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Ellen Jensen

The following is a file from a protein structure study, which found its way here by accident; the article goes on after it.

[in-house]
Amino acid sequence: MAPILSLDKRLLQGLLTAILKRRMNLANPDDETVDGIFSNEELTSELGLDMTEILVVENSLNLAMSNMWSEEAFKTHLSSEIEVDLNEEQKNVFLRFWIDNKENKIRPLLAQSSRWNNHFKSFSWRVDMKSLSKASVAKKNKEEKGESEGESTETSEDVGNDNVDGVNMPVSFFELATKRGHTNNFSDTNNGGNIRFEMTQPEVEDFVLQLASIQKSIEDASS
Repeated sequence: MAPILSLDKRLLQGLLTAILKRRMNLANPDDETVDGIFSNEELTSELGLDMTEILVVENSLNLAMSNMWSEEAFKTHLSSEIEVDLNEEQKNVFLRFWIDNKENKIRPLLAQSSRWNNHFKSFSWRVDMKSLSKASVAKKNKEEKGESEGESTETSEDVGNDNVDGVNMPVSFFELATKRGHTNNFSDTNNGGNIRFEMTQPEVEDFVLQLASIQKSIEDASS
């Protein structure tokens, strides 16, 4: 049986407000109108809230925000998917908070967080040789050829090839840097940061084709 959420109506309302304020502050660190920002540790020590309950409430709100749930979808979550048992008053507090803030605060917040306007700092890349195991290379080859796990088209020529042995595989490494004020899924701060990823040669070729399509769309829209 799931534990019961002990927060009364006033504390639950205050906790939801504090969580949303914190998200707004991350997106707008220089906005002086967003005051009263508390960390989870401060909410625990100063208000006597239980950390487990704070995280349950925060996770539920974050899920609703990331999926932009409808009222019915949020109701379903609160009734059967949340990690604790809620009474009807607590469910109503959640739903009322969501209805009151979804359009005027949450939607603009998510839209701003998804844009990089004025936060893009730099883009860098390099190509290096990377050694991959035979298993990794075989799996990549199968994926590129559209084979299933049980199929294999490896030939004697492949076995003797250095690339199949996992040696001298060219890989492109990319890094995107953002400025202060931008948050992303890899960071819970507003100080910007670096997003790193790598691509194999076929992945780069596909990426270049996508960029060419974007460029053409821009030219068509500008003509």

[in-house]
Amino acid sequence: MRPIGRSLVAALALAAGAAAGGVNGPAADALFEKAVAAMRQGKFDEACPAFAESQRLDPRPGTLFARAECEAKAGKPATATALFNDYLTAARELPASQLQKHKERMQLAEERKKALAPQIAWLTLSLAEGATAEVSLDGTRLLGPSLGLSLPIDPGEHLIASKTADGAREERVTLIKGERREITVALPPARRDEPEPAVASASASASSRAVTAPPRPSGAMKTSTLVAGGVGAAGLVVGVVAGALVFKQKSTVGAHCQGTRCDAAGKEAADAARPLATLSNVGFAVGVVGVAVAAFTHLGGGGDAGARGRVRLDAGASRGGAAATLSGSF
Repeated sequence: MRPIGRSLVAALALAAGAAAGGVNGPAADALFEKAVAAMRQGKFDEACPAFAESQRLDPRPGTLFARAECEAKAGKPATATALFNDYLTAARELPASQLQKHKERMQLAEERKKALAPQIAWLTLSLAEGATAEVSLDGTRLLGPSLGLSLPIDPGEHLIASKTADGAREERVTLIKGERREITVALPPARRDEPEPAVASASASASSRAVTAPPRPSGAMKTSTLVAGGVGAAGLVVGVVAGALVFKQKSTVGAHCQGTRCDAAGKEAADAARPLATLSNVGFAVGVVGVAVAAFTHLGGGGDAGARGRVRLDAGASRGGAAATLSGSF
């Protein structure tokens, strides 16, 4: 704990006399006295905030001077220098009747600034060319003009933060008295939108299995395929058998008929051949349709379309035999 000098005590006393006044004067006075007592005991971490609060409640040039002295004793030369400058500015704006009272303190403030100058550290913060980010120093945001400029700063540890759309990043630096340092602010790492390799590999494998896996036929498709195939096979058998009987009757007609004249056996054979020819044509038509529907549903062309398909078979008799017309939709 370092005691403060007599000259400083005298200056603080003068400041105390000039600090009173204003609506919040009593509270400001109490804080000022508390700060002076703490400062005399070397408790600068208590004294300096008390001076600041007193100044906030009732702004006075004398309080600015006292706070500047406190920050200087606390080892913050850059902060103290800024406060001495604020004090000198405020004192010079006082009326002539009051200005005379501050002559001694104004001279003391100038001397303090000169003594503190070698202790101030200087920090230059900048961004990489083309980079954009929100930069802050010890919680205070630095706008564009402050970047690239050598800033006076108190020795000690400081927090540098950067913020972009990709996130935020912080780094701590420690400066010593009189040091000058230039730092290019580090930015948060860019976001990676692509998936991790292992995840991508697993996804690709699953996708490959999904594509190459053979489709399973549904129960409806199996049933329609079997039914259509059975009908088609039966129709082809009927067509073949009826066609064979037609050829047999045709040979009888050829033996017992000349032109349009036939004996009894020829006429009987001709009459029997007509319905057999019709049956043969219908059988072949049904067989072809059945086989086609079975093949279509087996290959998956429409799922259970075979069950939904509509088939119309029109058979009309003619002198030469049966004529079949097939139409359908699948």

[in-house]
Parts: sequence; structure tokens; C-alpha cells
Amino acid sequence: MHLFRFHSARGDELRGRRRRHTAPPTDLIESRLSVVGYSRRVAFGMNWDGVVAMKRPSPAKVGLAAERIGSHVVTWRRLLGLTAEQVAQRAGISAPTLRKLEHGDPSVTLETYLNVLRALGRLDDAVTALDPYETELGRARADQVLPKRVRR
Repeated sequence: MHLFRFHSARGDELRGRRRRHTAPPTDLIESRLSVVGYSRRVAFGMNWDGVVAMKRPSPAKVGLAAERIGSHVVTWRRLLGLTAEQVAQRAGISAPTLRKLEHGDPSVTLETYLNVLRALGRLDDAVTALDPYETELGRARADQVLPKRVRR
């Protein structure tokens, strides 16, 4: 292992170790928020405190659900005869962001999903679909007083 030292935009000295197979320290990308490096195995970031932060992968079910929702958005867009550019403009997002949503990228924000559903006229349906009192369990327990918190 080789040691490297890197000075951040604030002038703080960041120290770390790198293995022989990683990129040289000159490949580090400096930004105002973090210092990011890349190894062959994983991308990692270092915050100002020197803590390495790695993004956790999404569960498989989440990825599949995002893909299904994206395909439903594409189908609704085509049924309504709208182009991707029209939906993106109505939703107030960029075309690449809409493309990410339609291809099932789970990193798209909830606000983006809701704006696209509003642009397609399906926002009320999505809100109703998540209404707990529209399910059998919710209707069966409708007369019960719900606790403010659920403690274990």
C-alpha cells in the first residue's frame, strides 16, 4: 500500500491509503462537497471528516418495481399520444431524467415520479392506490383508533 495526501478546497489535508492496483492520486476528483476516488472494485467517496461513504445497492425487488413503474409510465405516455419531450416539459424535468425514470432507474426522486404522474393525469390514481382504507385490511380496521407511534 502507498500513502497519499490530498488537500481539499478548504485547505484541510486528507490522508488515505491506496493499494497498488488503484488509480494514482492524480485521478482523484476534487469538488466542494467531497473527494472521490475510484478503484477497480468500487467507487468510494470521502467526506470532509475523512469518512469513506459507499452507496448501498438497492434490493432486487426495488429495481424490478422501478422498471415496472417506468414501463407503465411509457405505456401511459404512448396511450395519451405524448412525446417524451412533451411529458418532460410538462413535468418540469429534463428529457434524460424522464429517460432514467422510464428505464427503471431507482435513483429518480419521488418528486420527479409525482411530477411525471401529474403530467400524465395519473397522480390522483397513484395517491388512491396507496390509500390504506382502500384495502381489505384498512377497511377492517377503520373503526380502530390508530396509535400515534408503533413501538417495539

Evening Primrose oil (EPO) is a suspected anticarcinogen, however, little is known about its method of stopping and/or slowing tumor growth. The present research used S. marcescens, S. typhimurium, Escherichia coli, Staphlyococcus aureus, and S. cerevisiae as cellular models to investigate the antimutagenic properties of EPO. Ultraviolet radiation was used as a mutagen. Each organism was screened for mutations at various lengths of UV light exposure and plated on appropriate media. One period of UV exposure that represented 10% population kill was chosen for each organism, and the organism was once again exposed to UV light for this time interval, but plated on media enhanced with EPO. S. marcescens colonies were also plated on Tryptic Soy Agar enhanced with vitamin C, vitamin A, and vitamin E. When S. marcescens, S. tyhphimurium, and S. cerevisiae were plated on media with EPO, the colonies grew in a consistent lawn after UV exposure, with little or no detectable mutation rate. No significant difference in survival was found when S. marcescens colonies were plated on media enhanced with vitamins. An Ames strain of S. typhimurium his- with a non-functioning uvrB gene did not grow on minimal media + EPO after exposed to UV light. Rad gene mutants of S. cerevisiae grew in a lawn on Yeast Mold Agar + EPO. It does not appear that EPO is dependent upon an intact UV repair system in preventing mutation, but perhaps enhances proofreading or mismatch repair of DNA.

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